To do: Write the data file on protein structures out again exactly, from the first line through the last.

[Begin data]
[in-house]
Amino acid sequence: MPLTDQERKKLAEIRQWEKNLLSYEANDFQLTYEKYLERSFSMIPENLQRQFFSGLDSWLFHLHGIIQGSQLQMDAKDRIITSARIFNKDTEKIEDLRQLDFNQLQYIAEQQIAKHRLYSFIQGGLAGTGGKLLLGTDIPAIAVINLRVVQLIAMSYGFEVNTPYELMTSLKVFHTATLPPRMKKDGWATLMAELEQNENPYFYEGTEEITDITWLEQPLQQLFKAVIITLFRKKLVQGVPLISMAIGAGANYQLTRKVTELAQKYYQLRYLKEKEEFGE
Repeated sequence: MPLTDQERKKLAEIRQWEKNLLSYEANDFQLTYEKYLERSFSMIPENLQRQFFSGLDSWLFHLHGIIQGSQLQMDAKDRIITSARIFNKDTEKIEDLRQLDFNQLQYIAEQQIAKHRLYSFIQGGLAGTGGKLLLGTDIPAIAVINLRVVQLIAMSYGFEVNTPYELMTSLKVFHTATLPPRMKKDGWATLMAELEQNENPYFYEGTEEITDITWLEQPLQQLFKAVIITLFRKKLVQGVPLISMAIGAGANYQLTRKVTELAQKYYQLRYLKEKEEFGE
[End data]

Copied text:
[in-house]
Amino acid sequence: MPLTDQERKKLAEIRQWEKNLLSYEANDFQLTYEKYLERSFSMIPENLQRQFFSGLDSWLFHLHGIIQGSQLQMDAKDRIITSARIFNKDTEKIEDLRQLDFNQLQYIAEQQIAKHRLYSFIQGGLAGTGGKLLLGTDIPAIAVINLRVVQLIAMSYGFEVNTPYELMTSLKVFHTATLPPRMKKDGWATLMAELEQNENPYFYEGTEEITDITWLEQPLQQLFKAVIITLFRKKLVQGVPLISMAIGAGANYQLTRKVTELAQKYYQLRYLKEKEEFGE
Repeated sequence: MPLTDQERKKLAEIRQWEKNLLSYEANDFQLTYEKYLERSFSMIPENLQRQFFSGLDSWLFHLHGIIQGSQLQMDAKDRIITSARIFNKDTEKIEDLRQLDFNQLQYIAEQQIAKHRLYSFIQGGLAGTGGKLLLGTDIPAIAVINLRVVQLIAMSYGFEVNTPYELMTSLKVFHTATLPPRMKKDGWATLMAELEQNENPYFYEGTEEITDITWLEQPLQQLFKAVIITLFRKKLVQGVPLISMAIGAGANYQLTRKVTELAQKYYQLRYLKEKEEFGE